One revelation as a kids' author has been discovering the infastructure for selling children's books. Who knew (me not having kids) about the big business of bookstores arranging author appearances at schools?
So Anderson's, a fine independent bookstore in Naperville right by Chicago ? Powell's, of course, is an indie in a national class by itself; but indies should be supported everywhere ? has set up two school visits for me. In the morning, I have 250 6th graders in a school cafeteria in Plainfield; after lunch, another 75 seated on school carpeting in Aurora. I love these visits, daunting as the idea first was. They're pure, old-fashioned barnstorming; and the Q&As are ever wonderful. Dealing with kids, on the page or in person, seems to require clarity on an adult's part. It's great dramatic exercise.
It's also a delightful challenge, figuring on the spot which of my provocative stuff is going to go over. (I'm here to provoke, see.) At the morning school I read from Another NASTYbook, which is a send-up of quest novels, essentially a book where everyone is plumb crazy for candy bars. A world a-Cursed by sweets. ("Who here likes candy bars?" I begin, cheaply.) For my afternoon sessions, I decide to go with the anti-fairy tale stories of NASTYbook. And I'm a little taken aback when I find no one's heard of Hans Christian Andersen. Nor the Grimm Bros. Gee??? So I explain, and read my sad tale of a poor monkey's dream of freedom. Following which, just to razzle the teachers, I ask if the kids would like another sad story ? or a really violent one? "VIOLENT!!" all the kids shout, naturally. So I give 'em my story about a guy who tickles his girlfriend and she explodes with a bang into little pieces. Here's a photo of me in action.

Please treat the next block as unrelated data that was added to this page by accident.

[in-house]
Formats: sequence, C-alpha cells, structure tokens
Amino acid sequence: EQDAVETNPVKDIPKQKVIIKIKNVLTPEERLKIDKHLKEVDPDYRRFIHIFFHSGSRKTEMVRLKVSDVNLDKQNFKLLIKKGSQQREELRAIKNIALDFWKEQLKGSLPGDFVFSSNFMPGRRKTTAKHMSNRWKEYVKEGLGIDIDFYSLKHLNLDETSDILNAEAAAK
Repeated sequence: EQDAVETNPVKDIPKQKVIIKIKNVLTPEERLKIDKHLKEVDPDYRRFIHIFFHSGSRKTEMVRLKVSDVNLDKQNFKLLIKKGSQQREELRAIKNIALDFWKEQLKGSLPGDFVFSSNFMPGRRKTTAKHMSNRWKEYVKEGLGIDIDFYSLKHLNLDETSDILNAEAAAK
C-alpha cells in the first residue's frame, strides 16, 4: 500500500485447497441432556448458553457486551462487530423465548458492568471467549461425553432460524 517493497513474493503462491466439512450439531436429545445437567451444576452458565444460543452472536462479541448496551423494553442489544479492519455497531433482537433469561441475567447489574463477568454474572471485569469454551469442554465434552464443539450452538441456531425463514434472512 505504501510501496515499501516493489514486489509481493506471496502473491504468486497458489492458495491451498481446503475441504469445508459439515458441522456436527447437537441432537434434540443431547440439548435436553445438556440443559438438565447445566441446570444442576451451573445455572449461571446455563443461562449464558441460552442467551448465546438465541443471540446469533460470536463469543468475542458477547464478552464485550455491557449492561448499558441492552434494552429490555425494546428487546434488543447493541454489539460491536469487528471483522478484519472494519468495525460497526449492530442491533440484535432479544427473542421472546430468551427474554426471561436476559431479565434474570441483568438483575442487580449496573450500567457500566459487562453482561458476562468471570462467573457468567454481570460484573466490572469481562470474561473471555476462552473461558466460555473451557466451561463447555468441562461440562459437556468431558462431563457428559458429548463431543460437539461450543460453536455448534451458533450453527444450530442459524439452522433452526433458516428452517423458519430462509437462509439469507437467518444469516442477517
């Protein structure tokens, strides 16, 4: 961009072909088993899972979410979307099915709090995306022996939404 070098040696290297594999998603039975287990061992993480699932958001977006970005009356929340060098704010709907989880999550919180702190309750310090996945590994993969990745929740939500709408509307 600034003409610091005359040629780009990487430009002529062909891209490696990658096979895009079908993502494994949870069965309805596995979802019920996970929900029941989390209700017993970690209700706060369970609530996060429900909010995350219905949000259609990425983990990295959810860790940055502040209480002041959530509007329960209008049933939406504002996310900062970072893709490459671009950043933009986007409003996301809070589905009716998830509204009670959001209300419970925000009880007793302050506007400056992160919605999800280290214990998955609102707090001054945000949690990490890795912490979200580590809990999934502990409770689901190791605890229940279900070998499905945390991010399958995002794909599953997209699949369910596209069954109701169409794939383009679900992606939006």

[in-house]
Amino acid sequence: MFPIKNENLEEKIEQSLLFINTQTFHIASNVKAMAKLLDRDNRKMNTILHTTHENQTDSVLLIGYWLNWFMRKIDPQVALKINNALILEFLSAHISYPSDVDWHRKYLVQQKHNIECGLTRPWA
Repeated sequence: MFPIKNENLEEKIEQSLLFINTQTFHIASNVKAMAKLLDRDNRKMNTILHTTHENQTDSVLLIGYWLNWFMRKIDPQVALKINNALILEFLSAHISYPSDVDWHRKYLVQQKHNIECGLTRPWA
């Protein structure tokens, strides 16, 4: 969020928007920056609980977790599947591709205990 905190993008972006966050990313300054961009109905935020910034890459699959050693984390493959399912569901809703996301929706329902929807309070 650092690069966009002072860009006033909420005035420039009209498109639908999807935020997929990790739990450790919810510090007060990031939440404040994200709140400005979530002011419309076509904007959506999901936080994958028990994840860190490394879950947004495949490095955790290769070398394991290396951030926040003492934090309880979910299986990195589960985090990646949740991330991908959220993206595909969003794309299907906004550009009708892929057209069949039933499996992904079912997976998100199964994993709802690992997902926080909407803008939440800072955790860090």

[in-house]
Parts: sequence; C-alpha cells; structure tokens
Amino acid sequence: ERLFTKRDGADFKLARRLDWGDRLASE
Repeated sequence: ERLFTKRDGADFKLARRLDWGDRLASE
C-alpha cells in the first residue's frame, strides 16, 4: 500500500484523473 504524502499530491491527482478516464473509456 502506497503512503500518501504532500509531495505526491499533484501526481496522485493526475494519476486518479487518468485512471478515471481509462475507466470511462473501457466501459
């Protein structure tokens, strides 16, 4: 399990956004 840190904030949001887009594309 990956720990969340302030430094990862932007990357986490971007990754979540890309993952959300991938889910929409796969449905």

From Chicago, on to Dayton, OH. After lunching on that regional speciality, "Coneys" or chili hotdogs, I cross paths for some bookstore stock signings with another writer in town, Sean Wilsey, he of the memorable family memoir, Oh the Glory of It All. Turns out we're both big soccer fans, and Sean has co-edited a new anthology, The Thinking Fan's Guide to the World Cup, featuring essays by Eggers, Hornby, Foer et al. It'll be out at the end of May. We talk great soccer books, such as prose-poet Eduardo Galeano???s glorious Soccer in Sun and Shadow.
For dinner, I have pasta and a side of spinach at my hotel restaurant. My order arrives ? mammoth portions easily enough for two. Gulp??? No wonder the locals are on the big side, if this is standard practice.
Next day more school barnstorming, in a gym (and again hardly a hand going up when I mention Hans Christian Andersen). In the evening, a reading at Books & Company, another redoubtable indie. I've been learning in my 24 hours here that Dayton boasts quite an array of local talent: Phil Donohue is from here, as was the late humorist Erma Bombeck. And Sara Kelly Roth, who presides at Books & Company, tells me how one evening the mad genius Jonathan Winters came wandering in, to see if his new book was on the shelves! He's a son of Dayton, too. He did some shtick for the patrons. A barnstormer, don't you know???
Another mammoth round of pasta and spinach; then set the alarm for 3:40am, to leave for Memphis.